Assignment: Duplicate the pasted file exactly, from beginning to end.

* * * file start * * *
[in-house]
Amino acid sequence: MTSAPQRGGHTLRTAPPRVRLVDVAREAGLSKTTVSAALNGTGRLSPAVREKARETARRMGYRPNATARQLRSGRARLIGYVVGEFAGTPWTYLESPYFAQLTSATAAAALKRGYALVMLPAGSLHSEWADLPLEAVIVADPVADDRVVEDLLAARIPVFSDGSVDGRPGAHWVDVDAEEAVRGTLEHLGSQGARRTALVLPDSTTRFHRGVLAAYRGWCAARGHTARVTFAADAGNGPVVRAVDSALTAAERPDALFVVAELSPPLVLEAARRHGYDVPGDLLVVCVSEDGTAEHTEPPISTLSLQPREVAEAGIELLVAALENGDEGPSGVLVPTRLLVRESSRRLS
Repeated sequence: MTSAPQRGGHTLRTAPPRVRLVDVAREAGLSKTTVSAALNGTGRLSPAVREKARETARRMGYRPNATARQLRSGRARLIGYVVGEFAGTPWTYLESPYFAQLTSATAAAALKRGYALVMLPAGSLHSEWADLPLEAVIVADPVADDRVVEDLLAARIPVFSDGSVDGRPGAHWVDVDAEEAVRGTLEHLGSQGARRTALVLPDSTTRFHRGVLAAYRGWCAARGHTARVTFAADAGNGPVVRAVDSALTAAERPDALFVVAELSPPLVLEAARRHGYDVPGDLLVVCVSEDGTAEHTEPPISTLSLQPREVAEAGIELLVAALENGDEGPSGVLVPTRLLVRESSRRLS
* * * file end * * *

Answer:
[in-house]
Amino acid sequence: MTSAPQRGGHTLRTAPPRVRLVDVAREAGLSKTTVSAALNGTGRLSPAVREKARETARRMGYRPNATARQLRSGRARLIGYVVGEFAGTPWTYLESPYFAQLTSATAAAALKRGYALVMLPAGSLHSEWADLPLEAVIVADPVADDRVVEDLLAARIPVFSDGSVDGRPGAHWVDVDAEEAVRGTLEHLGSQGARRTALVLPDSTTRFHRGVLAAYRGWCAARGHTARVTFAADAGNGPVVRAVDSALTAAERPDALFVVAELSPPLVLEAARRHGYDVPGDLLVVCVSEDGTAEHTEPPISTLSLQPREVAEAGIELLVAALENGDEGPSGVLVPTRLLVRESSRRLS
Repeated sequence: MTSAPQRGGHTLRTAPPRVRLVDVAREAGLSKTTVSAALNGTGRLSPAVREKARETARRMGYRPNATARQLRSGRARLIGYVVGEFAGTPWTYLESPYFAQLTSATAAAALKRGYALVMLPAGSLHSEWADLPLEAVIVADPVADDRVVEDLLAARIPVFSDGSVDGRPGAHWVDVDAEEAVRGTLEHLGSQGARRTALVLPDSTTRFHRGVLAAYRGWCAARGHTARVTFAADAGNGPVVRAVDSALTAAERPDALFVVAELSPPLVLEAARRHGYDVPGDLLVVCVSEDGTAEHTEPPISTLSLQPREVAEAGIELLVAALENGDEGPSGVLVPTRLLVRESSRRLS